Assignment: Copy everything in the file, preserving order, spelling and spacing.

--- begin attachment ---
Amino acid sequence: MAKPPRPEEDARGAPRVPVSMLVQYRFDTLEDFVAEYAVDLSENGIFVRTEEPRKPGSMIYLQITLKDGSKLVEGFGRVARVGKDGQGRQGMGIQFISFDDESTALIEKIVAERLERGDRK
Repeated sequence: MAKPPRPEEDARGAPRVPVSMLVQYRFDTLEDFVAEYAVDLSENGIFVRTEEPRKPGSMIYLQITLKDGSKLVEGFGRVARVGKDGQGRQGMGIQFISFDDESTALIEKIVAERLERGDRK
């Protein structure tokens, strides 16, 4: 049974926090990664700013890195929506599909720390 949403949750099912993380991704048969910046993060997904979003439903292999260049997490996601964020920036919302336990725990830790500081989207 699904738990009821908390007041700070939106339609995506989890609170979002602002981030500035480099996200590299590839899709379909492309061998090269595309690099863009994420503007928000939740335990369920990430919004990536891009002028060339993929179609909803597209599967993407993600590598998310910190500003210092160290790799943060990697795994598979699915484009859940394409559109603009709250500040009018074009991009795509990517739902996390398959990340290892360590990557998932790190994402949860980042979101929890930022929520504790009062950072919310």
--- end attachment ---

Amino acid sequence: MAKPPRPEEDARGAPRVPVSMLVQYRFDTLEDFVAEYAVDLSENGIFVRTEEPRKPGSMIYLQITLKDGSKLVEGFGRVARVGKDGQGRQGMGIQFISFDDESTALIEKIVAERLERGDRK
Repeated sequence: MAKPPRPEEDARGAPRVPVSMLVQYRFDTLEDFVAEYAVDLSENGIFVRTEEPRKPGSMIYLQITLKDGSKLVEGFGRVARVGKDGQGRQGMGIQFISFDDESTALIEKIVAERLERGDRK
């Protein structure tokens, strides 16, 4: 049974926090990664700013890195929506599909720390 949403949750099912993380991704048969910046993060997904979003439903292999260049997490996601964020920036919302336990725990830790500081989207 699904738990009821908390007041700070939106339609995506989890609170979002602002981030500035480099996200590299590839899709379909492309061998090269595309690099863009994420503007928000939740335990369920990430919004990536891009002028060339993929179609909803597209599967993407993600590598998310910190500003210092160290790799943060990697795994598979699915484009859940394409559109603009709250500040009018074009991009795509990517739902996390398959990340290892360590990557998932790190994402949860980042979101929890930022929520504790009062950072919310």